By EMILY SCHNACKY
Journalist Kristen Chick, Cairo Christian Science Monitor correspondent, spoke about democracy promotion in the Middle East Wednesday evening in the UMD library rotunda. She graduated from the University of Alabama with a bachelor's degree in journalism. She covered the war between Israel and Hezbollah in Lebanon in 2006 and has also worked as a reporter for The Washington Times in Washington, D.C. She was a Fulbright scholar to Egypt and speaks Arabic. Chick has just returned to the United States from a trip to Egypt. During her presentation Wednesday she explored the effects of both administrations' approaches to democracy promotion in the Middle East.
Her insight into the reform and issues taking place in Egypt today was fascinating. I learned so many things I never would have known before because Egypt seems to be on the more quiet side of issues at the moment in the US mainly because the Obama administration is consumed in other issues. Because of this we do not hear much about Egypt in the media. The main point of discussion was whether or not there should be democracy promotion in the Middle East. She addressed the fact that the United States must choose between strategic alliances in the region and promotion of democracy and the effects of not getting involved in democracy promotion in fear of Islamist movements.
The history of democratic promotion in the Middle East does not date back very far. It dates back to when Egypt signed a peace agreement with Israel. After the events that took place on 9/11 the Bush administration had freedom forward agenda. The Bush administration changed that dynamic when it began pressuring Egypt to enact democratic reform in 2004-2005, before abandoning that approach in 2006. There was an obvious fall in 2005 in democracy pressure from the United States to Egypt. Still today, the Obama administration has not made democratic reform a visible priority in Egypt or in other surrounding regions. He has not pressured Egypt in public statements and democratic reform is about number four on his list of things he would like to accomplish. Chick explained that Obama is more focused on Israeli and Palestinian peace talks than democratic reform at the moment. This lack of importance placed on democratic reform in Egypt placed by the Obama administration is different than what many were expecting Obama to do when he was elected. During his candidacy he placed high expectations of hope and change, and now that there has not been much change many people are disappointed with Obama and his administration.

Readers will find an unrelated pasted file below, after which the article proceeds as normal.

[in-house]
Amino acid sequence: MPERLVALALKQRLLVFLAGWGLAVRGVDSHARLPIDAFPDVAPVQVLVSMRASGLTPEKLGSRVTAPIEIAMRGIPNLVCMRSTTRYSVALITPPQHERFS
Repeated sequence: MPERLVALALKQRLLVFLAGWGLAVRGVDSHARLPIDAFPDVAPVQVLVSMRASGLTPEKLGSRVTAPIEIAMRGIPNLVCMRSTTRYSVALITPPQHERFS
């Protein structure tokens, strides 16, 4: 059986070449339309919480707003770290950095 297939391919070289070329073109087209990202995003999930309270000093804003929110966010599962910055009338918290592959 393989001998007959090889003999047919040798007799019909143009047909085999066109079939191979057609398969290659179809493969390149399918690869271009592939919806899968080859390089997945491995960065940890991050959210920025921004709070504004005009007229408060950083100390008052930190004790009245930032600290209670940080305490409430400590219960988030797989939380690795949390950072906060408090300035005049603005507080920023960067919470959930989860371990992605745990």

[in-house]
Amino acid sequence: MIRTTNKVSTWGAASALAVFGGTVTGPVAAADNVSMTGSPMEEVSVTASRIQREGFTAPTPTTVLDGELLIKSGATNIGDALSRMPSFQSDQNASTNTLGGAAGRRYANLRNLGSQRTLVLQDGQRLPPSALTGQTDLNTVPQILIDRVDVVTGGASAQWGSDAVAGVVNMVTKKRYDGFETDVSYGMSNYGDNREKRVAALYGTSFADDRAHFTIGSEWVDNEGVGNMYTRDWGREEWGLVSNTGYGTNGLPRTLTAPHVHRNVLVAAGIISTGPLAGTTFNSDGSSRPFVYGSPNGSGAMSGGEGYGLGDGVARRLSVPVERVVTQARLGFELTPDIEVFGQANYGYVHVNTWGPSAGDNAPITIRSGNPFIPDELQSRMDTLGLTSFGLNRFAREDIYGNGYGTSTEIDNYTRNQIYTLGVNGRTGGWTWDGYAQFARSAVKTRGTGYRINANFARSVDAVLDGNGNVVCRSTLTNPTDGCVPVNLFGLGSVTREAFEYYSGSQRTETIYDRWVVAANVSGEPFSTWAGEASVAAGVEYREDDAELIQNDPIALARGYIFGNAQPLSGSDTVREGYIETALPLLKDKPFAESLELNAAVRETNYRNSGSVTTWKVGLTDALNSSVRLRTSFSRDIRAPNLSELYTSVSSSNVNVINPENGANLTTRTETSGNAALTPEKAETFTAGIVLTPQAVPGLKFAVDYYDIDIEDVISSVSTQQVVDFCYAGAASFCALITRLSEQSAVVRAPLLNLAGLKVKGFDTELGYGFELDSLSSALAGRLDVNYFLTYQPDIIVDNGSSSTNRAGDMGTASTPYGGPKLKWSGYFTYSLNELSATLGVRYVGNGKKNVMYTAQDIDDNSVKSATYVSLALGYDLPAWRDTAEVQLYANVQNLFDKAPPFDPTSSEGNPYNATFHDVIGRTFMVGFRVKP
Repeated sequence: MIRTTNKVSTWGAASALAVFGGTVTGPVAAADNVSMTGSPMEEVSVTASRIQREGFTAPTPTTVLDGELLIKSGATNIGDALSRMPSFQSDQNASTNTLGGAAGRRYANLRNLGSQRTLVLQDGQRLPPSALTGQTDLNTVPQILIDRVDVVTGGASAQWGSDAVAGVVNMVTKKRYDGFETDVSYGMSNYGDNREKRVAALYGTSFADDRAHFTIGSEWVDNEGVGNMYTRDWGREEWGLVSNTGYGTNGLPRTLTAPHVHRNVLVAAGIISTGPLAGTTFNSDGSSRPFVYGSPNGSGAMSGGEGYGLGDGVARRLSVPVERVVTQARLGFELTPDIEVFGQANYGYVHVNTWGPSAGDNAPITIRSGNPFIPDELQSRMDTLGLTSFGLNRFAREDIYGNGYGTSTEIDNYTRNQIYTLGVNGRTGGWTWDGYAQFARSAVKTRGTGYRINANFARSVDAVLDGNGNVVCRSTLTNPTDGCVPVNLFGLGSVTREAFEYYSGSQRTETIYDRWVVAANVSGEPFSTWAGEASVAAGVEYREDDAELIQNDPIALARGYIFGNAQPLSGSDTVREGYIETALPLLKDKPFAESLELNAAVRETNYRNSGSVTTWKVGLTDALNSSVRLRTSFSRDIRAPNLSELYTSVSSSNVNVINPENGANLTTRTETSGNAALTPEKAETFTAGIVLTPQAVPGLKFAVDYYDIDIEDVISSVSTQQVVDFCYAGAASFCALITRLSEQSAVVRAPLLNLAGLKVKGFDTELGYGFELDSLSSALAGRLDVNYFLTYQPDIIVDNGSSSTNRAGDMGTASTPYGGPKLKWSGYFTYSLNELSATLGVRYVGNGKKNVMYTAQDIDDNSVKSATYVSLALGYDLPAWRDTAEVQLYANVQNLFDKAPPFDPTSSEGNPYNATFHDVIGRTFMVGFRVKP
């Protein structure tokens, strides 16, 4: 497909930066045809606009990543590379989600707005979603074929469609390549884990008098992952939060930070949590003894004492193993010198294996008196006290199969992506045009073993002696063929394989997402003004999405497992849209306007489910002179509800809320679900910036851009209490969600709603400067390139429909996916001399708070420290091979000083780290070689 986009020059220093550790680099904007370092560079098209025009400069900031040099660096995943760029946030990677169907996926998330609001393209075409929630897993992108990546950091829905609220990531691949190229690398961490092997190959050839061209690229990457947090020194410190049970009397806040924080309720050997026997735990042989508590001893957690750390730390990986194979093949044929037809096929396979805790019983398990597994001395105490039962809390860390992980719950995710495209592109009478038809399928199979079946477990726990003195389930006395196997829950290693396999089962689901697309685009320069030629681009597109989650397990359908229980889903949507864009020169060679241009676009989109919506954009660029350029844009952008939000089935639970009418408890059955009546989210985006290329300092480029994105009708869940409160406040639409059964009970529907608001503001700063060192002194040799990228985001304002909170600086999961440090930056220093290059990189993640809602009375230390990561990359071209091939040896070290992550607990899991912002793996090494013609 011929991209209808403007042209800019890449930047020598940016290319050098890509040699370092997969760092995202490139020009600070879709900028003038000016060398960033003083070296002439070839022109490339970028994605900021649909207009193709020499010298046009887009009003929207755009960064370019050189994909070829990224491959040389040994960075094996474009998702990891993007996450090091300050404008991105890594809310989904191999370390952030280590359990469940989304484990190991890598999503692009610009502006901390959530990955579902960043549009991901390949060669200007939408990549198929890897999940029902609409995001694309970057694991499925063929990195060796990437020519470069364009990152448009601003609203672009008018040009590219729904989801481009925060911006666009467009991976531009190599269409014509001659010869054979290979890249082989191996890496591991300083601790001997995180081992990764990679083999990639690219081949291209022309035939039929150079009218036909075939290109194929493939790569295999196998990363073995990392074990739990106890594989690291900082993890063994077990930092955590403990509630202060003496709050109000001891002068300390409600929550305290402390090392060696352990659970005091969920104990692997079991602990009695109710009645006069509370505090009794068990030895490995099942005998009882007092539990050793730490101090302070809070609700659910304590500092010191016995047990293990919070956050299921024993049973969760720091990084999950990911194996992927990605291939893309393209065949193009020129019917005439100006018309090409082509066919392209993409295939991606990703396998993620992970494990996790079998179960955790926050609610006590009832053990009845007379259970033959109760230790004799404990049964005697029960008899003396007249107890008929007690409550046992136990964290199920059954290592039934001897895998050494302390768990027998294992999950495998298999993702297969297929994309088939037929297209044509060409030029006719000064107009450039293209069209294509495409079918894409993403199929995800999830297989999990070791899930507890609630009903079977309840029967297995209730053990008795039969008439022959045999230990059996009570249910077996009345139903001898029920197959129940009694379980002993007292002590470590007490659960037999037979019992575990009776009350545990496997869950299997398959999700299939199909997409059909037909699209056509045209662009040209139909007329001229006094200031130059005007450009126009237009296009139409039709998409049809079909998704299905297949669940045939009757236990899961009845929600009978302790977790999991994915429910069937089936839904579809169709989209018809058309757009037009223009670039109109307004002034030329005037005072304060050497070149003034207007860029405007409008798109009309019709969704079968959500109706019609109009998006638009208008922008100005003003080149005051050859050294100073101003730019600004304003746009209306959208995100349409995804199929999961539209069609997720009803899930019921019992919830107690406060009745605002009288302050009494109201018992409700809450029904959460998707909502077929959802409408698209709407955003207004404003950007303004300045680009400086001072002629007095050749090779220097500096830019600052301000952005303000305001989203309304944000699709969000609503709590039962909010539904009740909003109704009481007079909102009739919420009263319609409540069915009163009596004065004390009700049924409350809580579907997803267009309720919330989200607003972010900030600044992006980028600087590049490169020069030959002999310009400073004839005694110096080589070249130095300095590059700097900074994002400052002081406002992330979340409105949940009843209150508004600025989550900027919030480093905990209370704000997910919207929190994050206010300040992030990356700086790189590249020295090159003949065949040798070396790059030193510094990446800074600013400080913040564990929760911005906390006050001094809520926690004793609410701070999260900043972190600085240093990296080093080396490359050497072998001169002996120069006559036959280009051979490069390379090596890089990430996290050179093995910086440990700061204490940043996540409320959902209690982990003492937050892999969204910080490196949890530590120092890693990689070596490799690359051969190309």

Many people however feel that the Egyptian government must put faith in their own people and it is that they are beginning to do. In 2005 Egypt held a presidential election for the first time. Also, in 2007, 34 articles were amended in the Egyptian constitution. Chick explained that democratic reform is not popular among Egyptians themselves. She went on to explain that in her opinion issues surrounding human rights would be a good area of interest for the United States to place on Egypt. In fact, there is a long list of freedoms that Egyptians want and do not yet have. Egyptians fear going to government officials for help because they get tortured at police stations and arrested and detained for freedom of expression. Also, there is no judicial supervision in voting in Egypt. More than 100 candidates for president of Egypt were arrested and detained. Issues like this are very widespread throughout Egypt Chick said even though she spent her time focusing on Cairo and Alexandria where she spent most of her time while in Egypt.
There are major arguments for and against democratic reform in the Middle East, especially in Egypt. There are risks for the United States that comes with democracy promotion in the Middle East; Chick believes that the benefits outweigh the risks. Pushing for political reform by opening up the political process would benefit the Muslim brotherhood. This would empower groups that would be more palatable to the United States. In fact, in the 2005 Egyptian elections many people wanted to vote against the major party. Egypt has several weak opposition groups. One of the rules to be president of Egypt is that you must have been the head of a party for over a year to legally be a candidate. Chick explained that it is possible that we could see a relatively unknown person come to power in Egypt whom may not be affiliated with the military, which would be a first for the Egyptian government. It is clear that if democratic reform does happen in Egypt some actions would be drastic. "The Egyptian government needs support for human rights and free elections along with cooperation and incentives for an active reform," Chick said. Overall, I found her presentation on democratic reform in the Middle East interesting. The fact that she is a journalist and that I could be doing something similar to her in my own personal career made her presentation that much more fascinating.